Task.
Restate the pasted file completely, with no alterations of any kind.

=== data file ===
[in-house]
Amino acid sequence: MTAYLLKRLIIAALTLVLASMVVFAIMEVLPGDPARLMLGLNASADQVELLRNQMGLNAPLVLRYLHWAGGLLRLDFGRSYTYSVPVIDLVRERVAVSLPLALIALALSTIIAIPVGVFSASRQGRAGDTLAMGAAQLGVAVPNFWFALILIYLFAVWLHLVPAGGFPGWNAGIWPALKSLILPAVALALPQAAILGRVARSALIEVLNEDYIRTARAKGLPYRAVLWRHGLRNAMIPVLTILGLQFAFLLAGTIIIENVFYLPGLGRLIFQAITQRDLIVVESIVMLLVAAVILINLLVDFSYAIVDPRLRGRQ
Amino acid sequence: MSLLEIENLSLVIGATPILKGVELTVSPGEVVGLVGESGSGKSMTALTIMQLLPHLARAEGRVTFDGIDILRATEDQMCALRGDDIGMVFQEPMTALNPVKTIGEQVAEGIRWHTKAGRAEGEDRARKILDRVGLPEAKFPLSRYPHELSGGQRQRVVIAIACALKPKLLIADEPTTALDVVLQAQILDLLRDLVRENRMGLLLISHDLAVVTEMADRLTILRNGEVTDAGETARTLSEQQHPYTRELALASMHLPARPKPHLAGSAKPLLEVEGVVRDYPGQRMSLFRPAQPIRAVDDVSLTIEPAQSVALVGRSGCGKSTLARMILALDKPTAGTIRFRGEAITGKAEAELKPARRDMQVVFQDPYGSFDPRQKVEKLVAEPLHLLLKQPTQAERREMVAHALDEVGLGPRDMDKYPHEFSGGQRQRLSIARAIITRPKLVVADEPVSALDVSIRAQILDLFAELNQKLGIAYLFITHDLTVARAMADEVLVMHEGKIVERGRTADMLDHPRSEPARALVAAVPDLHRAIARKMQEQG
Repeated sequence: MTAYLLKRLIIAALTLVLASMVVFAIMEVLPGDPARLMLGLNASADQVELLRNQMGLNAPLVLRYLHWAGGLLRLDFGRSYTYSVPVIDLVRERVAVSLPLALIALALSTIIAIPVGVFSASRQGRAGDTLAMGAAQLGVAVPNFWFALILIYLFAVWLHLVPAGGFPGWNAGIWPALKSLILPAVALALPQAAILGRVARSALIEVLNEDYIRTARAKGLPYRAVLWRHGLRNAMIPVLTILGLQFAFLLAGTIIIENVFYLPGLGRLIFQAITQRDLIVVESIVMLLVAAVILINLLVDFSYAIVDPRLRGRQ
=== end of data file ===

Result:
[in-house]
Amino acid sequence: MTAYLLKRLIIAALTLVLASMVVFAIMEVLPGDPARLMLGLNASADQVELLRNQMGLNAPLVLRYLHWAGGLLRLDFGRSYTYSVPVIDLVRERVAVSLPLALIALALSTIIAIPVGVFSASRQGRAGDTLAMGAAQLGVAVPNFWFALILIYLFAVWLHLVPAGGFPGWNAGIWPALKSLILPAVALALPQAAILGRVARSALIEVLNEDYIRTARAKGLPYRAVLWRHGLRNAMIPVLTILGLQFAFLLAGTIIIENVFYLPGLGRLIFQAITQRDLIVVESIVMLLVAAVILINLLVDFSYAIVDPRLRGRQ
Amino acid sequence: MSLLEIENLSLVIGATPILKGVELTVSPGEVVGLVGESGSGKSMTALTIMQLLPHLARAEGRVTFDGIDILRATEDQMCALRGDDIGMVFQEPMTALNPVKTIGEQVAEGIRWHTKAGRAEGEDRARKILDRVGLPEAKFPLSRYPHELSGGQRQRVVIAIACALKPKLLIADEPTTALDVVLQAQILDLLRDLVRENRMGLLLISHDLAVVTEMADRLTILRNGEVTDAGETARTLSEQQHPYTRELALASMHLPARPKPHLAGSAKPLLEVEGVVRDYPGQRMSLFRPAQPIRAVDDVSLTIEPAQSVALVGRSGCGKSTLARMILALDKPTAGTIRFRGEAITGKAEAELKPARRDMQVVFQDPYGSFDPRQKVEKLVAEPLHLLLKQPTQAERREMVAHALDEVGLGPRDMDKYPHEFSGGQRQRLSIARAIITRPKLVVADEPVSALDVSIRAQILDLFAELNQKLGIAYLFITHDLTVARAMADEVLVMHEGKIVERGRTADMLDHPRSEPARALVAAVPDLHRAIARKMQEQG
Repeated sequence: MTAYLLKRLIIAALTLVLASMVVFAIMEVLPGDPARLMLGLNASADQVELLRNQMGLNAPLVLRYLHWAGGLLRLDFGRSYTYSVPVIDLVRERVAVSLPLALIALALSTIIAIPVGVFSASRQGRAGDTLAMGAAQLGVAVPNFWFALILIYLFAVWLHLVPAGGFPGWNAGIWPALKSLILPAVALALPQAAILGRVARSALIEVLNEDYIRTARAKGLPYRAVLWRHGLRNAMIPVLTILGLQFAFLLAGTIIIENVFYLPGLGRLIFQAITQRDLIVVESIVMLLVAAVILINLLVDFSYAIVDPRLRGRQ